Sarah Browne: Buttercup

Saturday 13 April – Saturday 8 June 2024
Sarah Browne: Buttercup | Saturday 13 April – Saturday 8 June 2024 | SIRIUS | Image: to the right on a horizontal black background, is a photo of some Holstein (black-and-white) cows (or bullocks?) bunched together across the photo, taking up most of the image space; the cow closest to the middle is looking back at the camera; tags hang from both ears; the earth they are standing on, in bright sunlight, is dried mud; behind them at the top of the photo we see green grass; to the left of the photo, in yellow serif font on the black background, the words “She put in more time daughtering than mothering.” – spread over two lines

The artist Sarah Browne examines spoken and unspoken bodily experiences of knowledge, labour and justice. She engages with alternative and suppressed practices and narratives associated with marginalized personhoods, acting in solidarity with people excluded from or undermined by mainstream normative and value systems, whether legal, scientific or political.

Browne’s practice involves film, publishing and performance, and her works are presented in both institutional contexts and the public realm. She often works with people of formal and informal expertise (children, lawyers, poets) to establish a new community of knowledge or concern through art.

The exhibition Buttercup features a newly created film of the same title, realized in collaboration with David Donohoe, Helena Gouveia Monteiro, Elaine Lillian Joseph, Daniel Hughes and disabled consultants. The film is presented on two screens through a looped sequence alternating between captioned and audio-described versions, developed in dialogue with Joseph and Hughes. These differing sensory translations are accessible for all visitors.

The film consists of a voice-over attempting to describe and comprehend a childhood photograph, framed as a traditional family portrait. This photograph, which recurs throughout, depicts a girl wearing a Communion dress with her father and her pet cow, the eponymous Buttercup, at a farm. Other imagery takes in views of cattle and pasture at the site of the photograph, suggesting a rural scene, either bucolic or extractivist.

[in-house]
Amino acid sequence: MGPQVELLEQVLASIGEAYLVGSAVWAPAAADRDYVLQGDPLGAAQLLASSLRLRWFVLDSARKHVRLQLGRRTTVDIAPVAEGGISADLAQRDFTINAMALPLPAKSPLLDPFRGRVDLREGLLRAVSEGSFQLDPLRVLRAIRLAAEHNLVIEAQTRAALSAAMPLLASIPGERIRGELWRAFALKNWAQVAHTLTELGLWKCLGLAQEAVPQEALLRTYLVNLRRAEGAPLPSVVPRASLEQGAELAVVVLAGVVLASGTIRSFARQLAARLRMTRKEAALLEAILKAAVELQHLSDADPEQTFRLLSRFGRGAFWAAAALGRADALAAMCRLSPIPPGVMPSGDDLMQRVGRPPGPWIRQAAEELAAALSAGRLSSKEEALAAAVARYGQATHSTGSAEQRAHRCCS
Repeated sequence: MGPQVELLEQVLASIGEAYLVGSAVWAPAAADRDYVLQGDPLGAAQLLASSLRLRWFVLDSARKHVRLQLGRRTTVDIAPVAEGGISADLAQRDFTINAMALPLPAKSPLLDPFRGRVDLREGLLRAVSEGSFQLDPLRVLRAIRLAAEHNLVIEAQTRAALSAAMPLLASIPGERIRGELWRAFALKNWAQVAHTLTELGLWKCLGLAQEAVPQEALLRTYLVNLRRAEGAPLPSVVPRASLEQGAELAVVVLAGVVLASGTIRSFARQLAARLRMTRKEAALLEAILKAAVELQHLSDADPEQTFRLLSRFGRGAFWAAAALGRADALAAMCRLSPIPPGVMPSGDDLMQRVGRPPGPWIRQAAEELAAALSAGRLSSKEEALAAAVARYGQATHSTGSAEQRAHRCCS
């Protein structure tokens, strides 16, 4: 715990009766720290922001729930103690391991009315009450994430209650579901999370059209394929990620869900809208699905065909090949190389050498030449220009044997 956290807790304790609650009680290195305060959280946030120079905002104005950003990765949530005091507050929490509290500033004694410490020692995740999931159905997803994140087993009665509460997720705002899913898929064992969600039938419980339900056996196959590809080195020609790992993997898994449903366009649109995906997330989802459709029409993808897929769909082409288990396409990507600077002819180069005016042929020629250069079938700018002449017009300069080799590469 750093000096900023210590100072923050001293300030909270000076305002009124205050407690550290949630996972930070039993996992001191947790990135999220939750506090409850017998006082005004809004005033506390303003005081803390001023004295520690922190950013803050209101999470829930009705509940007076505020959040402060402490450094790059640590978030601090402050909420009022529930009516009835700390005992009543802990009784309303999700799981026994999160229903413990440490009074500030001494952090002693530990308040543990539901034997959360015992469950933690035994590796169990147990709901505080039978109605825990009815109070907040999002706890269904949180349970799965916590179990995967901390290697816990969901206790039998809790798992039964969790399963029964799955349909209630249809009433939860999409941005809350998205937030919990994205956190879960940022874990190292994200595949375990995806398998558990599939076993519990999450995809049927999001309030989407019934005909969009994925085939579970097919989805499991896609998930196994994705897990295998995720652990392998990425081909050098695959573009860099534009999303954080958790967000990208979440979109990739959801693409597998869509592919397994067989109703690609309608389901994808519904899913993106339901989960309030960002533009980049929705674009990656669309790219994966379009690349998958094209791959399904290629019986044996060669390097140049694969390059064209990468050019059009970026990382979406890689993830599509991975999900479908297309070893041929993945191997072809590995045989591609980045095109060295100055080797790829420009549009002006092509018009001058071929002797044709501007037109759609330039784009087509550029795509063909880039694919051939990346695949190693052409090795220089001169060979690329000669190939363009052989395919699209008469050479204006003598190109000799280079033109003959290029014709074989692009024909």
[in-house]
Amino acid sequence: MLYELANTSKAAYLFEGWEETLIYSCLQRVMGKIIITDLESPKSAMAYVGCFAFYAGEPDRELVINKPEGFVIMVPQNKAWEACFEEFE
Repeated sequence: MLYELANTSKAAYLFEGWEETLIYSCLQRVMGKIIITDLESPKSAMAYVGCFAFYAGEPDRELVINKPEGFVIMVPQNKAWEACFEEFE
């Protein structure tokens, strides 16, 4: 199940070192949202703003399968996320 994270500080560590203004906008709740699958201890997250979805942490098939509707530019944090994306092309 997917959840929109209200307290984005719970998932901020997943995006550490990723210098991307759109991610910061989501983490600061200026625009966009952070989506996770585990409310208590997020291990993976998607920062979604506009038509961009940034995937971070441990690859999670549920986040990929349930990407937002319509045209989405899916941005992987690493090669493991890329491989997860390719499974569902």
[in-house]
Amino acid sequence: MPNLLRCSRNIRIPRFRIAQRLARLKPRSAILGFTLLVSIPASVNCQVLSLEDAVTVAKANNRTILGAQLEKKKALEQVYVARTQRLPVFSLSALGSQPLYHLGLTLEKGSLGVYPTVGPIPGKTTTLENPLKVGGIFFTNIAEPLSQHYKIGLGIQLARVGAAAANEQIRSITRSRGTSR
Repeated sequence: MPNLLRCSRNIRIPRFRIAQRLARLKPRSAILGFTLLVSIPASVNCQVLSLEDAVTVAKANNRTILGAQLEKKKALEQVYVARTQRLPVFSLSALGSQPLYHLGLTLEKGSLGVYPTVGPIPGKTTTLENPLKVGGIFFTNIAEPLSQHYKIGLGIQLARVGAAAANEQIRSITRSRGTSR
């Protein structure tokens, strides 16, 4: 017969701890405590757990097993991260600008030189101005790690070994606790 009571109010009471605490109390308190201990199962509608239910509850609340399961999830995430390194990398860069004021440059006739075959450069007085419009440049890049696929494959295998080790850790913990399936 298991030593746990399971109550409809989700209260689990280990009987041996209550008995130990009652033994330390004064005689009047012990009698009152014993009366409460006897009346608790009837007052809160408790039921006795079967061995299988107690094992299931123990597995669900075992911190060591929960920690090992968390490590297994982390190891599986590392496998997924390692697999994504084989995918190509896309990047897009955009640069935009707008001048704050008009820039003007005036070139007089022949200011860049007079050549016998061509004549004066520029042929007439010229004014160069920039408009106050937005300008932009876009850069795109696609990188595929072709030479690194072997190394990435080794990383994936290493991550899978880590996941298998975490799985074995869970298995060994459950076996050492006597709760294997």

The film evolves through a narration in the style of a memoir, responding to the institutions of family and property implied by the photograph. The narrator approaches the photograph repeatedly, and through her ongoing rumination, unfolds entangled relationships of human and animal, agriculture and art making, mothering and domestication, care and violence. The farm can be viewed as a place of learning about society at large that involves implicit hierarchies, from gendered forms of labour to interactions with disability and the allocation of autonomy or freedom.

The footage includes still and slow-moving images, and was shot in 16mm and produced through cameraless animation on celluloid by Gouveia Monteiro and Browne.

The score is produced by Donohoe, and combines field recordings from the farm with experimental drone and brass chords, generating alternating physical sensations of warmth and unease, and thus communicating in ways the narrator struggles to voice.

The exhibition also features a sculptural piece, Safelight, which functions in the gallery as a darkroom light, and suggests both a heating lamp for newborn animals and a Sacred Heart, that last a domestic artefact of devotion in the Catholic tradition. Tucked discreetly behind it are a cattle ID tag and a Saint Brigid’s cross, used to protect animals in cowsheds. Thus, the sculpture syncretizes state/bureaucratic procedures of agriculture with animism, and attends to experiences of danger, perception and exposure.

Browne uses ‘parallel play’ as a neurodivergent method of collaboration, while refusing any pathological judgment devaluing such engagement. As part of this approach, she has invited writer Sarah Hayden to respond to Buttercup. Hayden’s contribution, as if […] wearing anklesocks, forms a distinct text that is interdependent with the film, intended to be heard in the air or read on the page, and is presented as a performance accompanying the exhibition.

Saturday 13 April – Saturday 8 June 2024
The Old Yacht Club
Cobh, Co. Cork
Telephone: +353 21 481 3790
Opening hours / start times:
Wednesday – Saturday, 12:00 – 17:00
Admission / price: Free

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